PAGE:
The application is presented to IB through IPOS. The applicant must meet the following criteria before filing: must be a citizen in Singapore and has a business in Singapore or must be domiciled in Singapore and has a real and effective commercial or industrial establishment in the country.

A trademark owner may file an international registration if that person or party who has a connection with a contracting party to the Agreement or Protocol. It means that a trademark should be registered first nationally before it can apply for international registration. For example, if you own a local brand in Singapore, its trademark must be registered first in Singapore or its country of origin.

Moreover, the international registration must designate one or more countries that are part of the contracting parties, or countries that have adopted the Madrid Protocol. The designation is based depending on which treaty is common with the contracting parties.


Are trademark laws valid on an international level?

Registering a trademark in one country will give it protection only in that specific territory, hence the need for an international registration. To enjoy the same protection and benefits of a domestic trademark, you need to own identical trademarks in different countries. With the Madrid Protocol, however, you can file for several countries at once.

The effect of the international registration will be on the date of the registration, unless there is a refusal and the date is changed. An international registration is effective for 10 years and may be renewed by the owner. Protection, however, may be limited to certain goods and/or services depending on some of the contracting parties.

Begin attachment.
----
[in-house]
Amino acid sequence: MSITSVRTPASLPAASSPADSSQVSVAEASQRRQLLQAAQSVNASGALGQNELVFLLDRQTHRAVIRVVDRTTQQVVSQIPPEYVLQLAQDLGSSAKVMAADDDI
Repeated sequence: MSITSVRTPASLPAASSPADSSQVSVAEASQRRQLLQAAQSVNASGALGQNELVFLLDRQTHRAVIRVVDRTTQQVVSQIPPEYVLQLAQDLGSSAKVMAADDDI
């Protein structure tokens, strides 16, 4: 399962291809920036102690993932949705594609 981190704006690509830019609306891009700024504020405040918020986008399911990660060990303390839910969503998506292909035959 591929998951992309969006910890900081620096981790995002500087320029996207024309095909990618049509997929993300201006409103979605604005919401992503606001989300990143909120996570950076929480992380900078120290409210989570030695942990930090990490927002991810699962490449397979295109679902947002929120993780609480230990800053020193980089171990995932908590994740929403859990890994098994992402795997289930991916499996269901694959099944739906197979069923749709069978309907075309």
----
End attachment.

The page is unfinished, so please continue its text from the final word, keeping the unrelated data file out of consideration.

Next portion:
Do you have to buy trademark in all countries?

If you have already registered your trademark in Singapore where you operate your business, there is no need to file for an international application. However, if you wish to operate outside Singapore, you must go through the international application so your trademark can be protected. For example, if your business involves selling goods online, it is possible that you will have customers outside Singapore who may want to purchase your products. If you ship products internationally, it is a good investment to apply for trademark protection in several countries where you distribute your goods. You should also apply for trademark registration in countries where you manufacture your goods and where you plan to license or expand your business in the future.

To avoid having to file individually for each country, you can simplify the process through the Madrid Protocol. If you wish to extend protection to other contracting parties, all you need to do is designate in the same registration process. You can add more designations easily once your initial international registration is successful.


How to get an international copyright or trademark?

All international applications must be submitted to IPOS, the office in charge of handling the trademark applications. IPOS will then hand the application to WIPO once the requirements are met.